Overman, Oneida Tribe’s NAIV Commander Clifford Doxtator, Staff Sergeant, U.S. Army, and Raymond R. Johnson, Sergeant U.S. Marine Corps, will accompany the four flag bearers to Washington and will attend the ceremonies at the Tomb of the Unknown Soldier in a special VIP area with President Barack Obama.

“We would like to recognize the Oneida Tribe of Indians of Wisconsin for providing the financial funding for the complete trip of sending their veterans to this honored special event that will be attended by President Obama,” Cornelius said.

Loudner has asked Jefferson Keel, Major, U.S. Army (Retired), Lieutenant Governor of the Chickasaw Nations, and president of the National Congress of American Indians to lay a wreath at the Tomb of the Unknown Soldier.

The U.S. Army Military District of Washington will conduct an Armed Forces Full Honor Wreath-Laying Ceremony at 11 a.m. on May 30 at the Tomb of the Unknown, to be followed by an observance program hosted by the Department of Defense in Arlington’s Memorial Amphitheater, according to the Department of Defense website.

A prelude by the U.S. Marine Band will begin in the amphitheater at 10:30 a.m. Both the wreath-laying ceremony and the observance program are free and open to the general public. Space is limited to standing room only for the wreath-laying ceremony and seating is available on a first-come, first-served basis in the amphitheater.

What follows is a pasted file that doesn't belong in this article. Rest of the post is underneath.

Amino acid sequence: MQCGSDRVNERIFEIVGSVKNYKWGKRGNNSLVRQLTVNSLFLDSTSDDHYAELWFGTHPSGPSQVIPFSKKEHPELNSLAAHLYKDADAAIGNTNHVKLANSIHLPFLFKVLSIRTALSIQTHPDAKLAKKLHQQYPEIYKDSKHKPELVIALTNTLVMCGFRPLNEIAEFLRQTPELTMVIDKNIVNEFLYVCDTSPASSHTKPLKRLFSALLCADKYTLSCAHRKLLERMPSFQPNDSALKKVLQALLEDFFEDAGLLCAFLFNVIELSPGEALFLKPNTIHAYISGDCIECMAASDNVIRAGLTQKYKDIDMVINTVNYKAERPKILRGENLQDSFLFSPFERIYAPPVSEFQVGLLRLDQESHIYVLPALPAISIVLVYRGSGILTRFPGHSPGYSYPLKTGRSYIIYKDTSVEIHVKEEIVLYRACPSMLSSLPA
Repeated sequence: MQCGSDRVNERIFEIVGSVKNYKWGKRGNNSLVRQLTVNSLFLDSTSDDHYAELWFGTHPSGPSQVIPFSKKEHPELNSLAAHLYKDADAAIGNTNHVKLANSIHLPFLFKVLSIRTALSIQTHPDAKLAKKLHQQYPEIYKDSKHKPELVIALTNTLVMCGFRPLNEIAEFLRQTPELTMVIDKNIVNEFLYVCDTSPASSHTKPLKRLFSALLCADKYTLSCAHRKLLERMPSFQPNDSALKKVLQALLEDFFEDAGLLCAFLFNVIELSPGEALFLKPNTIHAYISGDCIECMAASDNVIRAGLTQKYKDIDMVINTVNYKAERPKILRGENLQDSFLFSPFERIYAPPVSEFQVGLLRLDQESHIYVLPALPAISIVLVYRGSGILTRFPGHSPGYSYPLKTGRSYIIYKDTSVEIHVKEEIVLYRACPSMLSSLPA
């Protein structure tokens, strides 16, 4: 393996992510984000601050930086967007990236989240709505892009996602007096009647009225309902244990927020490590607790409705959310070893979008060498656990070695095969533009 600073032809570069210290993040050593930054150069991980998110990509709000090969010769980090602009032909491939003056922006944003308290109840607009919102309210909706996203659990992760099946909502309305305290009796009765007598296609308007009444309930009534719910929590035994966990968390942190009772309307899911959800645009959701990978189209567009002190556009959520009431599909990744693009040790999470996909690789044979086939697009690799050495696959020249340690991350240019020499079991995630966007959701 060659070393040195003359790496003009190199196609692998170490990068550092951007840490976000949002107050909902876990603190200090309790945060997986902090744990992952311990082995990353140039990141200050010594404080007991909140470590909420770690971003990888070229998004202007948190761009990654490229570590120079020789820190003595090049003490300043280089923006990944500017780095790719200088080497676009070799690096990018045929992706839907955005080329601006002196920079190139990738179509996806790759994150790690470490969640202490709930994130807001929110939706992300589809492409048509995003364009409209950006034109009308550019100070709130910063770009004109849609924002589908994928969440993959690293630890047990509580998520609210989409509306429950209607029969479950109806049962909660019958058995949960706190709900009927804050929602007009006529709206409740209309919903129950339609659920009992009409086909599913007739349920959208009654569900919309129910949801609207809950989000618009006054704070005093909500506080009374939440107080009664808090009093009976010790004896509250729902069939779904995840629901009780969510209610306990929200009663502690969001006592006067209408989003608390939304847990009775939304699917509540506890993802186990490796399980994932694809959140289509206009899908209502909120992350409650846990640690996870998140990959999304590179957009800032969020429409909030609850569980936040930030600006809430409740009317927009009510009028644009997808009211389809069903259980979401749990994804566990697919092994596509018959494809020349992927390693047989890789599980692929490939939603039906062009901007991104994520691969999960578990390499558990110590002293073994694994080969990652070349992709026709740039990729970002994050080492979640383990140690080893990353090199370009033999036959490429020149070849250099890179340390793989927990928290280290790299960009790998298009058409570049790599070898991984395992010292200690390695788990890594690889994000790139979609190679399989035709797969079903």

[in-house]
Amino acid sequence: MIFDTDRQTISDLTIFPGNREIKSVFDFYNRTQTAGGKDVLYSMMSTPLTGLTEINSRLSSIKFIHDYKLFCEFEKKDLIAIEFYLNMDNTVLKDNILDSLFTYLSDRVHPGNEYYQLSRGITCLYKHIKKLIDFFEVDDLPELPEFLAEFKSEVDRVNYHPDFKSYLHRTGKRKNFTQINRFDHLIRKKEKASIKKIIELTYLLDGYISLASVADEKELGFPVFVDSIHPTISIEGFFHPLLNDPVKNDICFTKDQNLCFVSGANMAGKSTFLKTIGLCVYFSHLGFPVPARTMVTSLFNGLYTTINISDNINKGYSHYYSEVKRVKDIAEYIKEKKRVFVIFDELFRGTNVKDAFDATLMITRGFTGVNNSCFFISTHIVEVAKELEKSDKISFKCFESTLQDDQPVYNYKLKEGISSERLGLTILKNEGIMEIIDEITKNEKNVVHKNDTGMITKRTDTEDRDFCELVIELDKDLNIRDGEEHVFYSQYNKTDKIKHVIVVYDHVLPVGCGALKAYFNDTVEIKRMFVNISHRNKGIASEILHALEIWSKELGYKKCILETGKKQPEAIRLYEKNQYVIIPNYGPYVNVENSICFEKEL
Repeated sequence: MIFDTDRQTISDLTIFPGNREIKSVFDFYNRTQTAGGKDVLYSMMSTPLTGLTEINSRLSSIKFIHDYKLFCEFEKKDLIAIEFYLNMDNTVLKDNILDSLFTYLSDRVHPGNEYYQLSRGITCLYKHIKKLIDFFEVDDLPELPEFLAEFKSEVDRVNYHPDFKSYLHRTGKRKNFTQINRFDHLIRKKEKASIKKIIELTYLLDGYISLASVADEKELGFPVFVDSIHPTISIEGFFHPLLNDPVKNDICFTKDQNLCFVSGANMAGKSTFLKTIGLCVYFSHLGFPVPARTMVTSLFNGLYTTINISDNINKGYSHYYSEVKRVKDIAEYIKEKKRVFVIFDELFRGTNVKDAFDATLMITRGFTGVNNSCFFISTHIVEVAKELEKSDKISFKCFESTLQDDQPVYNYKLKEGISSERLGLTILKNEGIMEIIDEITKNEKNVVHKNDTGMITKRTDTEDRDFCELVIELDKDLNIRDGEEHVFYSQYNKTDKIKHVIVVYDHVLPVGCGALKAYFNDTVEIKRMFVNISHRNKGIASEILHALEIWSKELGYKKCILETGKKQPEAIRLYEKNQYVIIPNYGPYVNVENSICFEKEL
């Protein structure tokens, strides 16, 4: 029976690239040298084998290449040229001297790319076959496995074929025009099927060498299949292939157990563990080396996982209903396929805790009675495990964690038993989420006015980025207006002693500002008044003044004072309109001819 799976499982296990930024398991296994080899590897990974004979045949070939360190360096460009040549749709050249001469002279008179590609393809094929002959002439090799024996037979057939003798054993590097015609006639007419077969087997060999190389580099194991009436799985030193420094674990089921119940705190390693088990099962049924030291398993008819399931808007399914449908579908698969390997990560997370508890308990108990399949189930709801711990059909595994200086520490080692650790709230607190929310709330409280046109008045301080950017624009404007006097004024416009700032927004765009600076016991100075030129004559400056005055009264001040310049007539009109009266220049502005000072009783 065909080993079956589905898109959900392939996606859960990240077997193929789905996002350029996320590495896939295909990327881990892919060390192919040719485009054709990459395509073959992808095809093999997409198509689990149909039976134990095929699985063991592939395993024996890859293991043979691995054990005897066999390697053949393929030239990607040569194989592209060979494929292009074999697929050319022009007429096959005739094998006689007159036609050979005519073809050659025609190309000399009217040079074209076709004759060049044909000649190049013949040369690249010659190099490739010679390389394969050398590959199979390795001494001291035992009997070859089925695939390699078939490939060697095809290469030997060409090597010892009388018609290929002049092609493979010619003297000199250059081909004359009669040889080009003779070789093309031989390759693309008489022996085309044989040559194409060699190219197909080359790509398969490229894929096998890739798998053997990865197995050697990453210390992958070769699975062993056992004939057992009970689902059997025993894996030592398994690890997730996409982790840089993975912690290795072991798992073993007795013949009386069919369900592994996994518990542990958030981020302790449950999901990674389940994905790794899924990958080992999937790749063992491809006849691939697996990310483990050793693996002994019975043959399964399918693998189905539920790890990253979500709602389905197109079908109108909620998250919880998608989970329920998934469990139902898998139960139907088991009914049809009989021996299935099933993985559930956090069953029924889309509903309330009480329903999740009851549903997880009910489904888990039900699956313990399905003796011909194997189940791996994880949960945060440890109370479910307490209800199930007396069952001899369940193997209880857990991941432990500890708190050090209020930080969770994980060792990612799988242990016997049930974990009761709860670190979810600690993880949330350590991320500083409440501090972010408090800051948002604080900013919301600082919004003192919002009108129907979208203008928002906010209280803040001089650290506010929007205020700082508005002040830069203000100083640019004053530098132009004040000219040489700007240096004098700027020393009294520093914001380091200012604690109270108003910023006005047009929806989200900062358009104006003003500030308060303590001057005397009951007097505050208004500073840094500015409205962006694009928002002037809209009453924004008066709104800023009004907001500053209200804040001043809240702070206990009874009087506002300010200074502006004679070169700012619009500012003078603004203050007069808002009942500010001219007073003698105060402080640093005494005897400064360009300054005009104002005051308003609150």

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beaver's picture
Submitted by beaver on
If you look at Chris Cornelius and other citizens of the Oneida Tribe pictured above, they look White. There is nothing wrong with Indians looking White per se. Skin color itself does not matter. But such White Indians fit perfectly into American society and hence generally, though not always, they bring White attitudes with them to the reservation. Attitudes like White loyalty to the colonial government rather than to Indian interests. Attitudes like White superiority of religion - that their Christian religion and Jesus Christ is the ONLY way to heaven, that only Man and Jesus have spirits while animals, mountains, land, trees don't have spirits, so it's okay to exploit the environment. Attitudes like White racism. Attitudes that are strongly biased against Indians (like, there was some White Indian whose name I cannot remember who wrote an opinion editorial in Indian Country Today practically alluding that Indian boarding schools were wonderful places where no one was ever ill-treated). That is the main problem with White Indians, not their skin color but their attitudes. On Memorial Day, you need to reserve memories for the millions of Indians who lost their lives to White colonizers. Don't waste your energies honoring those "veterans" who slaughter innocent indigenous babies, women and men in poor countries like Panama, Nicaragua, Vietnam, Afghanistan, and elsewhere. I have heard it being competently argued that the main reason why "veterans" get Posttraumatic Stress Disorder (PTSD) is because they have murdered innocent babies, children, women and men for no good reason. Do you find very many social workers being afflicted by PTSD's?

thechief's picture
Submitted by thechief on
LOL...I thought the same thing.